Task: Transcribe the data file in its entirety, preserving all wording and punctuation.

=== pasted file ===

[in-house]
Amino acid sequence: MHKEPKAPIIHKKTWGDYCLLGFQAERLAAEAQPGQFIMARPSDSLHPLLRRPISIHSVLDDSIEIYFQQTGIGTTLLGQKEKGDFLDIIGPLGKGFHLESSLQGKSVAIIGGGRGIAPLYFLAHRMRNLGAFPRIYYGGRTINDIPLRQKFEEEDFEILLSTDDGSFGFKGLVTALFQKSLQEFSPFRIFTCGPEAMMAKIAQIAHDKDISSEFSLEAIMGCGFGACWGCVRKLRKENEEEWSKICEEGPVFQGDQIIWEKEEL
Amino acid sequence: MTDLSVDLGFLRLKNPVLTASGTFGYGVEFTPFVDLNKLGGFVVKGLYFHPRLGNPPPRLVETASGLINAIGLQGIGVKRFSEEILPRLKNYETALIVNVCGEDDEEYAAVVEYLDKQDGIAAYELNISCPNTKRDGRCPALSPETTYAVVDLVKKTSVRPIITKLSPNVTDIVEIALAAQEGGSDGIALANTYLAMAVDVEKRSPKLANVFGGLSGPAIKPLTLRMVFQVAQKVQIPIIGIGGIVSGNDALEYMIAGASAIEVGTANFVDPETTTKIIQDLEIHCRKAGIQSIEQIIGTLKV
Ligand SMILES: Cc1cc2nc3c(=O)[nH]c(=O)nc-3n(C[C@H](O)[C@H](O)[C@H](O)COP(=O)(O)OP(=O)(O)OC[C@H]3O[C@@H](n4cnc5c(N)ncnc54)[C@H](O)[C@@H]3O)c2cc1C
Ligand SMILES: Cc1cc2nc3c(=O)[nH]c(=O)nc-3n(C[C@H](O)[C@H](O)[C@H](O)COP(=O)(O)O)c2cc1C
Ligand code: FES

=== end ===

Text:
[in-house]
Amino acid sequence: MHKEPKAPIIHKKTWGDYCLLGFQAERLAAEAQPGQFIMARPSDSLHPLLRRPISIHSVLDDSIEIYFQQTGIGTTLLGQKEKGDFLDIIGPLGKGFHLESSLQGKSVAIIGGGRGIAPLYFLAHRMRNLGAFPRIYYGGRTINDIPLRQKFEEEDFEILLSTDDGSFGFKGLVTALFQKSLQEFSPFRIFTCGPEAMMAKIAQIAHDKDISSEFSLEAIMGCGFGACWGCVRKLRKENEEEWSKICEEGPVFQGDQIIWEKEEL
Amino acid sequence: MTDLSVDLGFLRLKNPVLTASGTFGYGVEFTPFVDLNKLGGFVVKGLYFHPRLGNPPPRLVETASGLINAIGLQGIGVKRFSEEILPRLKNYETALIVNVCGEDDEEYAAVVEYLDKQDGIAAYELNISCPNTKRDGRCPALSPETTYAVVDLVKKTSVRPIITKLSPNVTDIVEIALAAQEGGSDGIALANTYLAMAVDVEKRSPKLANVFGGLSGPAIKPLTLRMVFQVAQKVQIPIIGIGGIVSGNDALEYMIAGASAIEVGTANFVDPETTTKIIQDLEIHCRKAGIQSIEQIIGTLKV
Ligand SMILES: Cc1cc2nc3c(=O)[nH]c(=O)nc-3n(C[C@H](O)[C@H](O)[C@H](O)COP(=O)(O)OP(=O)(O)OC[C@H]3O[C@@H](n4cnc5c(N)ncnc54)[C@H](O)[C@@H]3O)c2cc1C
Ligand SMILES: Cc1cc2nc3c(=O)[nH]c(=O)nc-3n(C[C@H](O)[C@H](O)[C@H](O)COP(=O)(O)O)c2cc1C
Ligand code: FES